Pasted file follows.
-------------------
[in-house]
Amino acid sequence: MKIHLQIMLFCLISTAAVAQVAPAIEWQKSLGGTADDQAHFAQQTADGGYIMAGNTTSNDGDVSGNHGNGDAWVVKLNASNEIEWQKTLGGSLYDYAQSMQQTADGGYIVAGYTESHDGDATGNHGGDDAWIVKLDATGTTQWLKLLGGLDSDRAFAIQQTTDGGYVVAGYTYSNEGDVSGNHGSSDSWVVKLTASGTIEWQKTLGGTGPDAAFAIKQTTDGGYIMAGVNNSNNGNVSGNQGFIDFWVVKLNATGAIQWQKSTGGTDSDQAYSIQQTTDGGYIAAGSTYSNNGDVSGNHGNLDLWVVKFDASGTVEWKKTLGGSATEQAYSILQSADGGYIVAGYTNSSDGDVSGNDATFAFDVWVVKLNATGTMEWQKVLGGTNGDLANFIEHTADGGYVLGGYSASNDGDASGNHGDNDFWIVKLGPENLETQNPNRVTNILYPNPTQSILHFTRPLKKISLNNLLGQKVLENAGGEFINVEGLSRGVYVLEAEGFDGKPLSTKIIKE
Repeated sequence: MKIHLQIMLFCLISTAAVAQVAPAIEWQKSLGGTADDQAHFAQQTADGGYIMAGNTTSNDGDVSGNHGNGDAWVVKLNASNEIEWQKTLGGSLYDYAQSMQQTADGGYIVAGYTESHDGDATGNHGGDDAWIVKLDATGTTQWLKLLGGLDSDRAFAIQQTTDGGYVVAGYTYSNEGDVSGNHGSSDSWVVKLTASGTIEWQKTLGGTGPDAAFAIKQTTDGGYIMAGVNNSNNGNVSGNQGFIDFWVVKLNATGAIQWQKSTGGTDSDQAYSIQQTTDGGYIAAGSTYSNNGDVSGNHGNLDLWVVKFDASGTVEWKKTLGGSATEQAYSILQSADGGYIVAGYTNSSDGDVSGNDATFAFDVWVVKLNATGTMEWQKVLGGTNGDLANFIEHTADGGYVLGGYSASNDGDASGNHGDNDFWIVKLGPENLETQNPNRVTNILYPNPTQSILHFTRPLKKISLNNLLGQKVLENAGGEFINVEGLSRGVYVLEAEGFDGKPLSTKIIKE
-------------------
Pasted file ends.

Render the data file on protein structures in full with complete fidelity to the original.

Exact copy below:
[in-house]
Amino acid sequence: MKIHLQIMLFCLISTAAVAQVAPAIEWQKSLGGTADDQAHFAQQTADGGYIMAGNTTSNDGDVSGNHGNGDAWVVKLNASNEIEWQKTLGGSLYDYAQSMQQTADGGYIVAGYTESHDGDATGNHGGDDAWIVKLDATGTTQWLKLLGGLDSDRAFAIQQTTDGGYVVAGYTYSNEGDVSGNHGSSDSWVVKLTASGTIEWQKTLGGTGPDAAFAIKQTTDGGYIMAGVNNSNNGNVSGNQGFIDFWVVKLNATGAIQWQKSTGGTDSDQAYSIQQTTDGGYIAAGSTYSNNGDVSGNHGNLDLWVVKFDASGTVEWKKTLGGSATEQAYSILQSADGGYIVAGYTNSSDGDVSGNDATFAFDVWVVKLNATGTMEWQKVLGGTNGDLANFIEHTADGGYVLGGYSASNDGDASGNHGDNDFWIVKLGPENLETQNPNRVTNILYPNPTQSILHFTRPLKKISLNNLLGQKVLENAGGEFINVEGLSRGVYVLEAEGFDGKPLSTKIIKE
Repeated sequence: MKIHLQIMLFCLISTAAVAQVAPAIEWQKSLGGTADDQAHFAQQTADGGYIMAGNTTSNDGDVSGNHGNGDAWVVKLNASNEIEWQKTLGGSLYDYAQSMQQTADGGYIVAGYTESHDGDATGNHGGDDAWIVKLDATGTTQWLKLLGGLDSDRAFAIQQTTDGGYVVAGYTYSNEGDVSGNHGSSDSWVVKLTASGTIEWQKTLGGTGPDAAFAIKQTTDGGYIMAGVNNSNNGNVSGNQGFIDFWVVKLNATGAIQWQKSTGGTDSDQAYSIQQTTDGGYIAAGSTYSNNGDVSGNHGNLDLWVVKFDASGTVEWKKTLGGSATEQAYSILQSADGGYIVAGYTNSSDGDVSGNDATFAFDVWVVKLNATGTMEWQKVLGGTNGDLANFIEHTADGGYVLGGYSASNDGDASGNHGDNDFWIVKLGPENLETQNPNRVTNILYPNPTQSILHFTRPLKKISLNNLLGQKVLENAGGEFINVEGLSRGVYVLEAEGFDGKPLSTKIIKE